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An evening of poetry w/ Hass, Manuel, + Hood
June 7, 2017 @ 7:00 pm - 8:00 pm
DIESEL, A Bookstore in Oakland welcomes Robert Hass, Douglas Manuel, and Charles Hood to the store to discuss and sign their latest works on Wednesday, June 7th at 7:00 pm.
In addition to his magisterial poetry, Robert Hass is beloved for his incisive, meditative criticism. A Little Book on Form takes up the central contradiction between poetry as genre and the poetics of the imagination. A wealth of vocabulary exists with which to talk about, map, and explain poetry in rigorous formal terms, but the more intuitive, creative aspects of a poet’s work and processes are more elusive: if the most interesting parts of form are those expressive, essential gestures inside it, how can we come to a better understanding of form as passion, as art?
A Little Book on Form brilliantly synthesizes Hass’s formidable gifts as both a poet and a critic. In suggestive, informal notes, Hass breaks the idea of a poem down to its barest building blocks, from the one line haiku to the villanelle and sonnet. His approach singularly employs postmodern perspectives on shape, thought, feeling, content, and movement, calling on Catullus and Allen Ginsberg, Issa and Czeslaw Milosz. Begun as a project for students of poetry, Hass investigates the ancient roots of the poetic impulse, taking a wide-ranging look at the most intense experience of human thought and feeling in language.
A Little Book on Form is a rousing reexamination of our most enduring mode of literature from one of our greatest living poets, who writes prose every bit as zestful, penetrating, and sure-footed as his poetry.
Robert Hass was born in San Francisco. His books of poetry include The Apple Trees at Olema, Pulitzer Prize and National Book Award winner Time and Materials, Sun Under Wood, Human Wishes, Praise, and Field Guide, which was selected by Stanley Kunitz for the Yale Younger Poets Series. Hass also co-translated several volumes of poetry with Nobel Laureate Czeslaw Milosz and authored or edited several other volumes of translation, including Nobel Laureate Tomas Transtromer’s Selected Poems and The Essential Haiku: Versions of Basho, Buson, and Issa. His essay collection Twentieth Century Pleasures: Prose on Poetry received the National Book Critics Circle Award. Hass served as Poet Laureate of the United States from 1995 to 1997 and as Chancellor of the Academy of American Poets. He lives in California with his wife, poet Brenda Hillman, and teaches at the University of California, Berkeley.
A brave, brilliant debut about the African-American experience in the American Midwest. A contemplation of race, masculinity, religion, and class, Testify, in a very personal way, confronts some of the most critical issues in today’s society.
A book of elegiac ambivalence, Testify’s speaker often finds himself trapped between received binaries: black and white, ghetto and suburban, atheism and Catholicism. In many ways, this work is a bildungsroman detailing the maturation of a black man raised in the crack-laden 1980s, with hip-hop, jazz, and blues as its soundtrack. Rendered with keen attention to the economic decline of the Midwest due to the departure of the automotive industry, this book portrays the speaker wrestling with his city’s demise, family relationships, interracial love, and notions of black masculinity. Never letting anyone, including the speaker, off the hook, Testify refuses sentimentality and didacticism and dwells in a space of uncertainty, where meaning and identity are messy, complicated, and multivalent.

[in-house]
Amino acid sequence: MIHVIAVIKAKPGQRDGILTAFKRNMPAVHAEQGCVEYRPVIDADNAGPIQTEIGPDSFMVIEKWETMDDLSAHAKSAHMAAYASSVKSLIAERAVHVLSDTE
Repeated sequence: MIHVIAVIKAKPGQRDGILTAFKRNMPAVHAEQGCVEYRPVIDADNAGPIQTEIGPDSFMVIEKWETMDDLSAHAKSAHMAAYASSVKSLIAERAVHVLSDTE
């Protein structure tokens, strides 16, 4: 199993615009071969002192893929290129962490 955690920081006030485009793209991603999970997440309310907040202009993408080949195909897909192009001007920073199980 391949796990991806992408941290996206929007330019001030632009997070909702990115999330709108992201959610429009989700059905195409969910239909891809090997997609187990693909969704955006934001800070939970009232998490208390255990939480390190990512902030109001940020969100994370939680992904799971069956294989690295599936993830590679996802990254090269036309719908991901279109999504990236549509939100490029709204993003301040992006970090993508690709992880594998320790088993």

Douglas Manuel was born in Anderson, Indiana. He received a BA in Creative Writing from Arizona State University and a MFA from Butler University where he was the Managing Editor of Booth a Journal. He is currently a Middleton and Dornsife Fellow at the University of Southern California where he is pursuing a PhD in Literature and Creative Writing. He was a recipient of the Chris McCarthy Scholarship for the Napa Valley Writers’ Conference and has been Poetry Editor for Gold Line Press as well as one of the Managing Editors of Ricochet Editions. His poems have appeared or are forthcoming in Rhino, North American Review, The Chattahoochee Review, New Orleans Review, Crab Creek Review, Many Mountains Moving, and elsewhere.
Brimming with natural history and bright flashes of language, the poems in Partially Excited States take us from Paleolithic caves to modern movie theaters, and along the way we fix time machines with Tom Hanks, enter a Rousseau painting, and collect diamonds from the moons of Neptune.
Charles Hood is a writer of poetry, fiction, and creative nonfiction, a photographer, and an artist. His many books include Mouth, South x South, Rio de Dios: 13 Histories of the Los Angeles River, The Half-Life of Salt: Voices of the Enola Gay, and Red Sky, Red Water: Powell on the Colorado. A longtime animal spotter, he has seen more than six hundred mammal species and more than five thousand species of wild birds. In his global travels, he has trekked to the South Pole, been lost in a Tibetan whiteout, and recovered from bubonic plague. He lives in Palmdale, California.